Right of Way to Ring Posies

Right of Way (The). The legal right to make use of a certain passage whether high-road, by-road, or private road. Watercourses, ferries, rivers, etc., are included in the word “ways.” Private right of way may be claimed by immemorial usage, special permission, of necessity; but a funeral cortège or bridal party having passed over a certain field does not give to the public the right of way, as many suppose.

Rights Declaration of Rights. An instrument submitted to William and Mary, on their being called to the throne, setting forth the fundamental principles of the constitution. The chief items are these: The Crown cannot levy taxes, nor keep a standing army in times of peace; the Members of Parliament are free to utter their thoughts, and a Parliament is to be convened every year; elections are to be free, trial by jury is to be inviolate, and the right of petition is not to be interfered with.

Riglet A thin piece of wood used for stretching the canvas of pictures; and in printing to regulate the margin, etc. (French, reglet, a rule or regulator; Latin, regula, a rule.)

Rigol A circle or diadem. (Italian, rigolo, a little wheel.)

“[Sleep] That from this golden rigol hath divorced
So many English kings.”
Shakespeare: 2 Henry IV., iv. 4.
Rigolette (3 syl.). A grisette, a courtesan; so called from Rigolette, in Eugène Sue's Mysteries of Paris.

Rigoletto An opera describing the agony of a father obliged to witness the prostitution of his own child. The libretto is borrowed from the drama called Le Roi s'Amuse, by Victor Hugo; the music is by Guiseppe Verdi.

Rigwoodie Unyielding; stubborn. A rigwiddie is the chain which crosses the back of a horse to hold up the shafts of a cart (rig = back, withy = twig.)

“Withered beldams, auld and droll,
Rigwoodie hags.”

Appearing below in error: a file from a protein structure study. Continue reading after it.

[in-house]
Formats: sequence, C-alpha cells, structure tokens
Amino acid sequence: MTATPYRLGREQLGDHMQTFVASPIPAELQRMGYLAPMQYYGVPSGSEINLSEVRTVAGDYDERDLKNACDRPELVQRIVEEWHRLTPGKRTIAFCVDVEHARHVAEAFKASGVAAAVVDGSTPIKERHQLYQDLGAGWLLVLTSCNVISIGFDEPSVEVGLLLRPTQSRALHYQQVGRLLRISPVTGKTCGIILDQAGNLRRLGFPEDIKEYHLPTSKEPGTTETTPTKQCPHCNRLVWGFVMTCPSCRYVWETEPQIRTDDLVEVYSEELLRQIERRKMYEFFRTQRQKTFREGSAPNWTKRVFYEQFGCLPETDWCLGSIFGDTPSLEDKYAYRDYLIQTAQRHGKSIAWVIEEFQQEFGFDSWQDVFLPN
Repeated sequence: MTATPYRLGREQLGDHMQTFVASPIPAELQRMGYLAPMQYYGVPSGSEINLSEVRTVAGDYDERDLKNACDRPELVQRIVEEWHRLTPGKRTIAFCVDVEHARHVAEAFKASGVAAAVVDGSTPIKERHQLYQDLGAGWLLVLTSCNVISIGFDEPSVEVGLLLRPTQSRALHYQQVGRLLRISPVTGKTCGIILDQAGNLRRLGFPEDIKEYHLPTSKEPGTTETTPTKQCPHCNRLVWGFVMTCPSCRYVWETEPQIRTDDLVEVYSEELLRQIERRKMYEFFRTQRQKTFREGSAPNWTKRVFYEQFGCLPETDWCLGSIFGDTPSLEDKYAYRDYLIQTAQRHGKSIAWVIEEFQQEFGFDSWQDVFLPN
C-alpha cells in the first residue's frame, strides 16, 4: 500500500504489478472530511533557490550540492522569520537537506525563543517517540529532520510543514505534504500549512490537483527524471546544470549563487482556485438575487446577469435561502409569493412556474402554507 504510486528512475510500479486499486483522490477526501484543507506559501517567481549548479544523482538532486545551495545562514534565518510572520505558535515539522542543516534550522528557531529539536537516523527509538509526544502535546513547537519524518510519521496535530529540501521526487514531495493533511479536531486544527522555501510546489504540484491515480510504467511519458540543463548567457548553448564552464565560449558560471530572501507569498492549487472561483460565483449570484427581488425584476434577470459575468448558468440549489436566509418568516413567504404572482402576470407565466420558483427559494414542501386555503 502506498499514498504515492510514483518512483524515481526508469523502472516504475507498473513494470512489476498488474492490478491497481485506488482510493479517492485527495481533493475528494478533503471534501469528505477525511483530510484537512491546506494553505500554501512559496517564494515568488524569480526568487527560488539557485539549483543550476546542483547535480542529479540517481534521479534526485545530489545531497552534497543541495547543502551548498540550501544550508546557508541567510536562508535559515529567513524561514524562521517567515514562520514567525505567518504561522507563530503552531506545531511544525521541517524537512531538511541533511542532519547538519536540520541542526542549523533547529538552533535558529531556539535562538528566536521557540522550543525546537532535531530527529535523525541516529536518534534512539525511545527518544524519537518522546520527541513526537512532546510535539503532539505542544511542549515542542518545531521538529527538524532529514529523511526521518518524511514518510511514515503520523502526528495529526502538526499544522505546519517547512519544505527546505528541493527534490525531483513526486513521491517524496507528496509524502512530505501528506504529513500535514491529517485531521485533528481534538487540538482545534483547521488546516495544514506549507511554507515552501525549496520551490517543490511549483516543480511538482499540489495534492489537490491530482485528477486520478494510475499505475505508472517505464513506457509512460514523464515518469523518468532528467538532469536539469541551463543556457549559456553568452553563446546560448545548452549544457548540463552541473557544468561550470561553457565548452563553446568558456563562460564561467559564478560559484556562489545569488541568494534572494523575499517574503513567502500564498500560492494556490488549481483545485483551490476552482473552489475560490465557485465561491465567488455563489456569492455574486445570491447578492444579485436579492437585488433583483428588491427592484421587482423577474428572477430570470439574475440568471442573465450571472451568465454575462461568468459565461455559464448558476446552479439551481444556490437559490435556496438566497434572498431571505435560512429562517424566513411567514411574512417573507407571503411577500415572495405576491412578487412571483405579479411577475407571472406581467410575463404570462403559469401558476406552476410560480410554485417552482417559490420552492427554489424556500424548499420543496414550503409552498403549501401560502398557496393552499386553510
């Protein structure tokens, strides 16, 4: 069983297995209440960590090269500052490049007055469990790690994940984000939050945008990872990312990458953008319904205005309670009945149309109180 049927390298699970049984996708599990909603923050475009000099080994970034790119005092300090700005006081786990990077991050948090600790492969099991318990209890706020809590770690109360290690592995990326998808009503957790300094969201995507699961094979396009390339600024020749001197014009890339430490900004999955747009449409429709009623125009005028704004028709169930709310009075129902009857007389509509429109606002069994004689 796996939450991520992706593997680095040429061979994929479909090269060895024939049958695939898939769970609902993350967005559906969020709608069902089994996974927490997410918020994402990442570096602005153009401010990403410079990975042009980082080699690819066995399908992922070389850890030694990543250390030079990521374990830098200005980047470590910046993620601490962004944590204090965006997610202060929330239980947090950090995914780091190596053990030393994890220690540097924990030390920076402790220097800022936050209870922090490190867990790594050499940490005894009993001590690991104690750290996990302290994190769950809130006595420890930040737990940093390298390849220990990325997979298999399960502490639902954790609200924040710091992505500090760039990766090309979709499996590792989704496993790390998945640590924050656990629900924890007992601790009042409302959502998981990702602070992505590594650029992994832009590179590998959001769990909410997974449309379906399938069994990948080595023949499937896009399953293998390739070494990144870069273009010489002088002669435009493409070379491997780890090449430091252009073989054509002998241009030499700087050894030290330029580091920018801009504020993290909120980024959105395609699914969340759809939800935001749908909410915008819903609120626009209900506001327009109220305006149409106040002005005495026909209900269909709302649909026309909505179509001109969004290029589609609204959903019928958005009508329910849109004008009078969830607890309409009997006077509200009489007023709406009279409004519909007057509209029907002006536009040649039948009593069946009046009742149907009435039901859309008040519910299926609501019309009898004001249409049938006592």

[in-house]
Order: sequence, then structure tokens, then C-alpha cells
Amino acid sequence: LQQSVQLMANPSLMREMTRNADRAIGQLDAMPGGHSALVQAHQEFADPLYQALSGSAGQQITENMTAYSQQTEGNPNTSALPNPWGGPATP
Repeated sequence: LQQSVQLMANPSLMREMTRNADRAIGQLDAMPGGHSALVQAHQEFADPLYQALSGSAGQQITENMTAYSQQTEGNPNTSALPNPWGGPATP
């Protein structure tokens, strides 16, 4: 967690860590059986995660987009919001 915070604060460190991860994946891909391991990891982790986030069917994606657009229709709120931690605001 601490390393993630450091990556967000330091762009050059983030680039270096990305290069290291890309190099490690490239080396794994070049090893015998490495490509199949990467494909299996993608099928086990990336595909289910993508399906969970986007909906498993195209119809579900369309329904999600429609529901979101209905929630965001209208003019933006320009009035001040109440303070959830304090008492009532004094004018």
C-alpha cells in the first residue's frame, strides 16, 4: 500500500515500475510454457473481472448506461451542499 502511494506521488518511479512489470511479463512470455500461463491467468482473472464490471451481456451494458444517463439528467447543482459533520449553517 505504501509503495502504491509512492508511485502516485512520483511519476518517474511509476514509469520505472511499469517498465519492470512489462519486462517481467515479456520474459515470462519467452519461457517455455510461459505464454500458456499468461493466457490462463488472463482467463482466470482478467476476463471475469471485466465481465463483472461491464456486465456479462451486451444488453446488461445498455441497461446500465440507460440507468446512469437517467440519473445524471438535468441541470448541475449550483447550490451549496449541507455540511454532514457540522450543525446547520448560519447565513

Burns: Tam O'Shanter.
Rile Don't rile the water. Do not stir up the water and make it muddy. The water is riled- muddy and unfit to drink. Common Norfolk expressions; also, a boy is riled (out of temper). I'sy, together, Joe Smith was regularly riled, is quite Norfolk. The American roil has the same meaning. A corruption of [em]broil. (French, brouiller; our broil.) The adjective rily, turbid, angry, is more common.

Rimer Chief god of Damascus; so called from the word rime, a “pomegranate,” because he held a pomegranate in his right hand. The people bore a pomegranate in their coat armour. The Romans called this god Jupiter Cassius, from Mount Cassius, near Damascus.

Rimfaxi [Frost-mane]. The horse of Night, the foam of whose bit causes dew. (Scandinavian mythology.)

Rimmon A Syrian god, whose seat was Damascus.

“Him followed Rimmon, whose delightful seat
Was fair Damascus, on the fertile bank
Of Abbana and Pharphar, lucid streams.”
Milton: Paradise Lost, bk. i. 467.
Rimthursar Brother of Y'mer. They were called the “Evil Ones.” (Scandinavian mythology.)

Rinaldo (in Jerusalem Delivered). The Achilles of the Christian army. “He despises gold and power, but craves renown” (bk. i.). He was the son of Bertoldo and Sophia, and nephew of Guelpho, but was brought up by Matilda. At the age of fifteen he ran away and joined the Crusaders, where he was enrolled in the adventurers' squadron. Having slain Gernando, he was summoned by Godfrey to public trial, but went into voluntary exile. The pedigree of Rinaldo, of the noble house of Este, is traced from Actius on the male side and Augustus on the female to Actius VI. (bk. xvii.).
   Rinaldo (in Orlando Furioso). Son of the fourth Marquis d'Este, cousin of Orlando, Lord of Mount Auban or Albano, eldest son of Amon or Aymon, nephew of Charlemagne, and Bradamant's brother. He was the rival of his cousin Orlando, but Angelica detested him. He was called “Clarmont's leader,” and brought an auxiliary force of English and Scotch to Charlemagne, which “Silence” conducted into Paris.
   Rinaldo or Renaud, one of the paladins

  By PanEris using Melati.

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